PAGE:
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Simplifies the use of function attributes (eg. `short_description`) for the ModelAdmin and makes mypy happy :)
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README.md

django-admin-display

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Simplifies the use of function attributes (eg. short_description) for the django admin and makes mypy happy :)

Requirements

  • Python >= 3.6
  • Django >= 1.11

Usage

If you want to change the behaviour of how Django displays a read-only value in the admin interface, you can add some special attributes to the corresponding method. Supported values are

short_description
Customize the column’s title of the callable.

empty_value_display
Show this value instead, if the value of a field is None, an empty string, or an iterable without elements.

admin_order_field
Indicate that the value is represented by a certain database field.

boolean
Display a pretty “on” or “off” icon if the method returns a boolean.

allow_tags (deprecated since Django 1.9)
Disable auto-escaping.

The following example shows, how you normally apply these attributes to an AdminModel or a Model method.

class Company(models.Model):
    ...

    def owner(self) -> bool:
        return self.owner.last_name
    is_valid.short_description = "Company owner"
    is_valid.admin_order_field = 'owner__last_name'

This module replaces the way of defining these attributes by providing a handy decorator.

from django_admin_display import admin_display


class Company(models.Model):
    ...

    @admin_display(
        short_description="Company owner",
        admin_order_field='owner__last_name',
    )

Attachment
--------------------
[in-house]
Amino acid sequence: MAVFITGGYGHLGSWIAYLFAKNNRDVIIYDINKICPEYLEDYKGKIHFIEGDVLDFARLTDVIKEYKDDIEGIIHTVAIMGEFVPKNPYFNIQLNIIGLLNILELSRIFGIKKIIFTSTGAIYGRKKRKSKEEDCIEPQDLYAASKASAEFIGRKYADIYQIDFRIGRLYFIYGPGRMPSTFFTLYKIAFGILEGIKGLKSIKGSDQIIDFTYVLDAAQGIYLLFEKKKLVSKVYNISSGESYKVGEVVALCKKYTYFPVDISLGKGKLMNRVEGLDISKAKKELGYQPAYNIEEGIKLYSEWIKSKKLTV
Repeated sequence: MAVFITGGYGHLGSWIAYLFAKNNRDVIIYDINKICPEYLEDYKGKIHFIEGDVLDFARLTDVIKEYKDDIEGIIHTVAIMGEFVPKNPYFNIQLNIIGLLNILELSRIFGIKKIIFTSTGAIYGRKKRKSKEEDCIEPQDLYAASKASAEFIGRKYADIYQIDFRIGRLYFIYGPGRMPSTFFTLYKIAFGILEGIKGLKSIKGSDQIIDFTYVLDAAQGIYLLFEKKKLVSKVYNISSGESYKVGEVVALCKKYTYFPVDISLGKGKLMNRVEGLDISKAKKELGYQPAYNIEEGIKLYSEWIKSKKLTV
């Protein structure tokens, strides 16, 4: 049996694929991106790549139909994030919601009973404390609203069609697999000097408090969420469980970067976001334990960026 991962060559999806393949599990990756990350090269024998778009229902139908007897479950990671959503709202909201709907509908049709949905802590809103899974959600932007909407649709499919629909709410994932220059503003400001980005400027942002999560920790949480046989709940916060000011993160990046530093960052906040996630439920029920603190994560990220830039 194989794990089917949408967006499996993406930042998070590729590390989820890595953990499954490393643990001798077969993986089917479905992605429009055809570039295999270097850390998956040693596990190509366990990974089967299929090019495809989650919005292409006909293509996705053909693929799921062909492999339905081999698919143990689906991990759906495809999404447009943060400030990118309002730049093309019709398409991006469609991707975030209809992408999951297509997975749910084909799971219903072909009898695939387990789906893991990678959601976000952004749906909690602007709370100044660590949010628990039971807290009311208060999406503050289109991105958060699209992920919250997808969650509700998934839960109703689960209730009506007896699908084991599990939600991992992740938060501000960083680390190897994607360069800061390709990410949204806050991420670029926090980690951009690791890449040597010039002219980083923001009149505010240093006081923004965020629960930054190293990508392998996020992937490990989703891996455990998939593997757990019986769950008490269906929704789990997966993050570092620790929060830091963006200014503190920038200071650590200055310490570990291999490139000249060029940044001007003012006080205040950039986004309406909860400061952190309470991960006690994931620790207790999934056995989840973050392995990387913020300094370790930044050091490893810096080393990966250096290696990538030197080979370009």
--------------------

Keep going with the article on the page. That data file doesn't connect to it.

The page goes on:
def owner(self) -> bool:
        return self.owner.last_name

Why?

There are mainly two reasons why this module exists.

Usage with @property

It is quite common that a calculated model property is displayed in the admin interface:

class Company(models.Model):
    ...

    @property
    def created_on(self) -> datetime.date:
        return self.created_at.date()

In order to add special attributes, you have to create a protected method, attach the attributes and wrap that method using property()

class Company(models.Model):
    ...

    def _created_on(self) -> datetime.date:
        return self.created_at.date()
    _created_on.short_description = "Created on"
    created_on = property(_created_on)

This is quite cumbersome, hard to read and most people don't know that this is even possible. To overcome these downsides you can achieve the same result using the @admin_diplay decorator.

from django_admin_display import admin_display


class Company(models.Model):
    ...

    @property
    @admin_display(
        short_description = "Created on",
    )
    def created_on(self) -> datetime.date:
        return self.created_at.date()

mypy

If you are using mypy, you have probably stumbled over an error similar to this one

"Callable[[Any, Any], Any]" has no attribute "short_description"

A common solution is to ignore the type checking by adding # type: ignore to the end of the line.

class CompanyAdmin(admin.ModelAdmin):
    ...

    def created_on(self, company: models.Company) -> datetime.date:
        return company.created_at.date()
    created_on.short_description = "Created on"  # type: ignore

The issue is already known and heavily discussed on github.

This decorator solves the issue by internally using # type: ignore and providing a well-defined signature for setting the attributes. It is not an optimal solution but works well until the issue has been resolved.

Development

This project is using poetry to manage all dev dependencies. Clone this repository and run

  poetry install
  poetry run pip install Django

to create a virtual environment with all dependencies. You can now run the test suite using

  poetry run pytest

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